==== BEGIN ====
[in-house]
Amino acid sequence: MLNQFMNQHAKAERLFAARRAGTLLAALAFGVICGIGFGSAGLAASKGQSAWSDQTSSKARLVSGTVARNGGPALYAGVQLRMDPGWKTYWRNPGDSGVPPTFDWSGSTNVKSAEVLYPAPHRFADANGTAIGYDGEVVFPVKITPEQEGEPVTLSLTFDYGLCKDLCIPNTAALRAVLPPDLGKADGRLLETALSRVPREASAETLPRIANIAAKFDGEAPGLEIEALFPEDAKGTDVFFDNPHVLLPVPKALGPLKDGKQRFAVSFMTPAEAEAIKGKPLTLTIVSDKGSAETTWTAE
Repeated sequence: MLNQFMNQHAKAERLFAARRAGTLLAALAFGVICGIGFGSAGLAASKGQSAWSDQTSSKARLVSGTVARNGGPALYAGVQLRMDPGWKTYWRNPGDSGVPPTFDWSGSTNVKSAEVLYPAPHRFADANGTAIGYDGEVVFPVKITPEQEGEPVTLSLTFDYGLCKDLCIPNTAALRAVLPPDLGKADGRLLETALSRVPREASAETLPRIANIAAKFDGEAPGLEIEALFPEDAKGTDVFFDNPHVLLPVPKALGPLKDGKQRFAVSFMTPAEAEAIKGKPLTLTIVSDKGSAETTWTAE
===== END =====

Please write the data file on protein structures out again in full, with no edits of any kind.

[in-house]
Amino acid sequence: MLNQFMNQHAKAERLFAARRAGTLLAALAFGVICGIGFGSAGLAASKGQSAWSDQTSSKARLVSGTVARNGGPALYAGVQLRMDPGWKTYWRNPGDSGVPPTFDWSGSTNVKSAEVLYPAPHRFADANGTAIGYDGEVVFPVKITPEQEGEPVTLSLTFDYGLCKDLCIPNTAALRAVLPPDLGKADGRLLETALSRVPREASAETLPRIANIAAKFDGEAPGLEIEALFPEDAKGTDVFFDNPHVLLPVPKALGPLKDGKQRFAVSFMTPAEAEAIKGKPLTLTIVSDKGSAETTWTAE
Repeated sequence: MLNQFMNQHAKAERLFAARRAGTLLAALAFGVICGIGFGSAGLAASKGQSAWSDQTSSKARLVSGTVARNGGPALYAGVQLRMDPGWKTYWRNPGDSGVPPTFDWSGSTNVKSAEVLYPAPHRFADANGTAIGYDGEVVFPVKITPEQEGEPVTLSLTFDYGLCKDLCIPNTAALRAVLPPDLGKADGRLLETALSRVPREASAETLPRIANIAAKFDGEAPGLEIEALFPEDAKGTDVFFDNPHVLLPVPKALGPLKDGKQRFAVSFMTPAEAEAIKGKPLTLTIVSDKGSAETTWTAE